The key points I was making were that free speech is not the right to say whatever one wants whenever one wants. There can be reasonable limits on it and those reasonable limits to not give a lie to support for it. I can support free speech and also recognize that there are some things that should not fall under its rubric (by virtual of the criminality, danger, violation of contractual obligations). This is, largely but not exclusively, contextual. One is perfectly fine for me to say in one context becomes problematic in another. It is fine for me to product people by alerting them to a danger. Indeed, I'd view that an an obligation. It is another thing for me to endanger people for my own amusement.
Let me pick up this line of discussion to address what I see as some of the problems with the current crop of free speech advocates. These problems are several:
- Their discussion is not inherently wrong but largely irrelevant because it is so distanced from reality as to be meaningless
- They fail to recognize the importance of context and treat everything as it it were an absolute
- They are involved in a performative contradiction (their defence of free speech, I will argue, is actually and oddly a rejection of it, for some people)
- They make silly -- not wrong but silly -- claims
I make this point because I periodically hear people saying "free speech is needed for learning." It might be. But, free speech by itself does not guarantee learning. Simply attending a lecture and listening to a person talk does not make anyone better educated. It helps, but it also might not because, as I said, so much more is involved. Scholarship, to be clear, is not just about the "free exchange of ideas." It is about rigorous research, commitment, logic, diligence. In short, if learning were just about listening and saying what you thought ... we would not bother to have classes. Scholarship is about refining ideas, properly presenting those ideas, nuance, sophistication, documentation and evidence.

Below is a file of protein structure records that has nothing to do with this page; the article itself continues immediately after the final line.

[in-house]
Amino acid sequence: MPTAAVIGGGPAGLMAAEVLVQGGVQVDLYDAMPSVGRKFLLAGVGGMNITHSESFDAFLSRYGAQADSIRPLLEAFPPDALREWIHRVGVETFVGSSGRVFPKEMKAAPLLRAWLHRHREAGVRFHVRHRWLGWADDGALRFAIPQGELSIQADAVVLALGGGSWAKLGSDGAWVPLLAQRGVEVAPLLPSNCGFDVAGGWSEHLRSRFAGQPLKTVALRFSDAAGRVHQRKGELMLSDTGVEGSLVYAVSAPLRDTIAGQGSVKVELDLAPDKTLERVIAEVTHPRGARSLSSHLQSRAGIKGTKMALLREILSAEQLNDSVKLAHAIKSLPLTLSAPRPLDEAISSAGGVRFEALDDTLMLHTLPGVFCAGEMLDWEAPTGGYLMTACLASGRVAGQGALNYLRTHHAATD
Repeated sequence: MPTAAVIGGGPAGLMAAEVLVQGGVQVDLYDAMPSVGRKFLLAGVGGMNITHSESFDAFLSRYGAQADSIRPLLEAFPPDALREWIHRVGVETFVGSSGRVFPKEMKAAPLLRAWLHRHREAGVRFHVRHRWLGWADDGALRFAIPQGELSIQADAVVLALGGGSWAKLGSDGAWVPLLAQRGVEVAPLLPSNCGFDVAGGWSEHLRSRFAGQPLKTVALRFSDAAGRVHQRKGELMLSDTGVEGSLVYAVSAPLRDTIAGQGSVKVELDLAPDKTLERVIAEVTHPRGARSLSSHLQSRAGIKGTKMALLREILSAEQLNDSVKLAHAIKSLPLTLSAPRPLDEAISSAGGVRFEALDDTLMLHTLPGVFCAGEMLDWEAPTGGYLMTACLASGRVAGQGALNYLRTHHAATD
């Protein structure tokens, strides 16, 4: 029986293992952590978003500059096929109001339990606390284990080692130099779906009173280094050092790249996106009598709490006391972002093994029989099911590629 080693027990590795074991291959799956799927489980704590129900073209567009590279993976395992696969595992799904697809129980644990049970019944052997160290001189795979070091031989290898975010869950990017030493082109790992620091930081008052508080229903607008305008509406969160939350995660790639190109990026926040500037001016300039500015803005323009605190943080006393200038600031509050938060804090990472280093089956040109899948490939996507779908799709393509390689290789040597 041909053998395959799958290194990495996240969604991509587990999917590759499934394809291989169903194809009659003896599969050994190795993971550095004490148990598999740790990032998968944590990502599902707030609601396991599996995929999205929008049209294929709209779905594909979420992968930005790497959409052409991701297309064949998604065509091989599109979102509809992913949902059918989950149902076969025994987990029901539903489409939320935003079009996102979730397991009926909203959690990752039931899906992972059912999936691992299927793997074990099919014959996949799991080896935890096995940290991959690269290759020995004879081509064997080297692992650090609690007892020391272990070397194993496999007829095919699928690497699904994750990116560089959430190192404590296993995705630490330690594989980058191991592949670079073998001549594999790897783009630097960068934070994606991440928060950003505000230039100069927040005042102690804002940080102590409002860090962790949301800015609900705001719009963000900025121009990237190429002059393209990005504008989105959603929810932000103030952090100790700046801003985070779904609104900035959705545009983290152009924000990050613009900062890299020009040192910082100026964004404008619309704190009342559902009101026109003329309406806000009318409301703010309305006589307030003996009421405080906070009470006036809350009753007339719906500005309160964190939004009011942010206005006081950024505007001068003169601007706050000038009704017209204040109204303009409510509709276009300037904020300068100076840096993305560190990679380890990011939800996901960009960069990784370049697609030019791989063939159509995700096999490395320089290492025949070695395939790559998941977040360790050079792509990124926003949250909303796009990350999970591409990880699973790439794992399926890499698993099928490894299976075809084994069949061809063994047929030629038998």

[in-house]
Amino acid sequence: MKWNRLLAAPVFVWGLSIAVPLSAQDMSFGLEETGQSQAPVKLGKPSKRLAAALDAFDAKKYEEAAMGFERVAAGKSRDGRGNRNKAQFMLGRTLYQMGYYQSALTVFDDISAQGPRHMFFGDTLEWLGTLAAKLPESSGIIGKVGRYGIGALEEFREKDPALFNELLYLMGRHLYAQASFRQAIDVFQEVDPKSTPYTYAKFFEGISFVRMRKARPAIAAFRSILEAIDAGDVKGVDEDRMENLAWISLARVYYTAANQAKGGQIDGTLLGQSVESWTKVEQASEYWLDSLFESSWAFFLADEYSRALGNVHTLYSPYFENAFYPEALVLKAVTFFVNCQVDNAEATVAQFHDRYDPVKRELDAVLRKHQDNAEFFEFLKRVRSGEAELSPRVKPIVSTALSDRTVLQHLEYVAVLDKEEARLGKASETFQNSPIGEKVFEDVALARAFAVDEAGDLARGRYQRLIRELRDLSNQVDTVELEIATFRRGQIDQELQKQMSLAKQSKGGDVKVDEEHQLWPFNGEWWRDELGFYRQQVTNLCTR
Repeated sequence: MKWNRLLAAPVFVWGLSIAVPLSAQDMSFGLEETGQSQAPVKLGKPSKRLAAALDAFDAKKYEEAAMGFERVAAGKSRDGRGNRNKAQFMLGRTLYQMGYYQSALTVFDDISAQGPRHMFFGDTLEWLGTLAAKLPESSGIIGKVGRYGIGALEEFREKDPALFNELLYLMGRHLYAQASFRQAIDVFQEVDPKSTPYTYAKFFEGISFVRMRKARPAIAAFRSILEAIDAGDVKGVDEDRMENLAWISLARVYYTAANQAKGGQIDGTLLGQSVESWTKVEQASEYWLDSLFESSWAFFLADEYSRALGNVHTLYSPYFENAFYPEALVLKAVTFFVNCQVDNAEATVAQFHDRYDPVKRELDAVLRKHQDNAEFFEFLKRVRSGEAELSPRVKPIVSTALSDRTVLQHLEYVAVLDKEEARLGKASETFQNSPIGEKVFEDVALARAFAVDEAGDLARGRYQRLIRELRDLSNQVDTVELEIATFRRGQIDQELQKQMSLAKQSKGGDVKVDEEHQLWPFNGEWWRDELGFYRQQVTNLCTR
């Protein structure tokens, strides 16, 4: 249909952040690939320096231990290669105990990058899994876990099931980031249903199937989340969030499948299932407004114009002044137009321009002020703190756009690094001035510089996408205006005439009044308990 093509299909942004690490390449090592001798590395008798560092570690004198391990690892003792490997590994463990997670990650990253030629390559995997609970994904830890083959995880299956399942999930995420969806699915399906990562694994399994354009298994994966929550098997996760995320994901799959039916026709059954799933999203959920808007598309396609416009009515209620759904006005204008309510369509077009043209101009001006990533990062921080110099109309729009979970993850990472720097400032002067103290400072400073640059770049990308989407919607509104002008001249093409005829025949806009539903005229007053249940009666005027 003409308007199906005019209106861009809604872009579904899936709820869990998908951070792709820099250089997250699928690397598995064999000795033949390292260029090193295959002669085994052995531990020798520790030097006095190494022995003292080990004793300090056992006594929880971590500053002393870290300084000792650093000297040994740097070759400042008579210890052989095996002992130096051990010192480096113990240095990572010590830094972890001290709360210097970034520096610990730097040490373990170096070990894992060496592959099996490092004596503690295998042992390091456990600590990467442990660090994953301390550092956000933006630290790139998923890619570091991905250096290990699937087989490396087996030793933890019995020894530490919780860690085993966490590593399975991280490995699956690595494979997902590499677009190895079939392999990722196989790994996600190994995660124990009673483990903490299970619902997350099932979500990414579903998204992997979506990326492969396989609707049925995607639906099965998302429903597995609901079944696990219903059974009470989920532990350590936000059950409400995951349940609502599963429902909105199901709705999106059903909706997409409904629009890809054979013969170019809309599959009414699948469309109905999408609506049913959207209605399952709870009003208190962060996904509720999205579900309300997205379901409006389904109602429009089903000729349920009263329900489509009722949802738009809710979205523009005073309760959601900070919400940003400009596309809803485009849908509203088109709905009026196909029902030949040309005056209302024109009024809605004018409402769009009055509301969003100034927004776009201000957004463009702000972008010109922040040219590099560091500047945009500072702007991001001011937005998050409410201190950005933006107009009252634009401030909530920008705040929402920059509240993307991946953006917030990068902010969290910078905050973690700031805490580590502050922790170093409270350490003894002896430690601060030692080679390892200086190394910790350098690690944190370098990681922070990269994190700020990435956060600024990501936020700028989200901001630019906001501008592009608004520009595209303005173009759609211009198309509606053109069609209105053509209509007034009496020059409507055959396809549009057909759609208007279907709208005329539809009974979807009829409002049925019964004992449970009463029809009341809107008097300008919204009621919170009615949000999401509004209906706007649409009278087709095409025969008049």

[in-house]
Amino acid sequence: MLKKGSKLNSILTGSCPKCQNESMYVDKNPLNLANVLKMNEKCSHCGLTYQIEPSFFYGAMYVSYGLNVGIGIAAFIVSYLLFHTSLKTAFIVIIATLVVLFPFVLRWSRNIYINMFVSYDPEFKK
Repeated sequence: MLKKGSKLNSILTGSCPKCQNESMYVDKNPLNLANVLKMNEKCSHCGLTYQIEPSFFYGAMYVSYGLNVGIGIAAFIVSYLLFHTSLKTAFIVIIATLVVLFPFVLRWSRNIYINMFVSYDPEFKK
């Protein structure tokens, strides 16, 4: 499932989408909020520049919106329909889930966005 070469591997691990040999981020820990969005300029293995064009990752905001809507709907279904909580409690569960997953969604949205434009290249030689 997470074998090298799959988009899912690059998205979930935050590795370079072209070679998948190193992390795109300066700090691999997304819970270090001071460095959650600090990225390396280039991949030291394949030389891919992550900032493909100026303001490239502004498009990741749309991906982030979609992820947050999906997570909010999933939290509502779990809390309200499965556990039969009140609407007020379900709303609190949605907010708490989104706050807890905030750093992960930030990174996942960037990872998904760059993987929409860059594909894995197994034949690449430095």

Take a look at a scholarly journal. I don't care which one: Journal of Canadian Studies, Canadian Historical Review, Studies in Political Economy ... it does not matter. You will notice that the authors have perspectives but you will also notice a lot of source citations. Those source citations are not window dressing or, at least, they should not be. They are supporting evidence. Without them, it does not matter what scholar X or Y said. They might write something with which the editors of, say, the CHR completely agree and that is in sync with what the peer reviewers believe. The piece will still be rejected because it fails the first tests of scholarship: documentation and evidence.
What does this have to do with free speech in the academy? Two things:
1. Those who reduce the academy to free speech as if free speech by itself were the key to learning are just plain wrong. Listening and talking without research, thought, reconsideration, documentation, is little more than an op-ed. There is nothing wrong with op-eds. I read them all the time, but they are not the work of the academy. Its focus lies elsewhere. In other words, it presents a misguided idea of what my job is all about (including the justifiable limits that are placed on my free speech).
2. It sells students a bill of goods. It does not tell students about the hard work that needs to go into being a good academic. It tells that that simply offering one's opinion is valuable in itself and deserves a stage. It might. But, it might not. No one wants to hear (or, should want to hear) me speak on Chinese history, horticulture, NMR spectroscopy, or a range of other subjects. Even if I can, it would be a waste of your time. Before speaking on these subjects, I'd need to do my homework. I'd need to have something meaningful to say and that comes not from free speech but from doing my homework!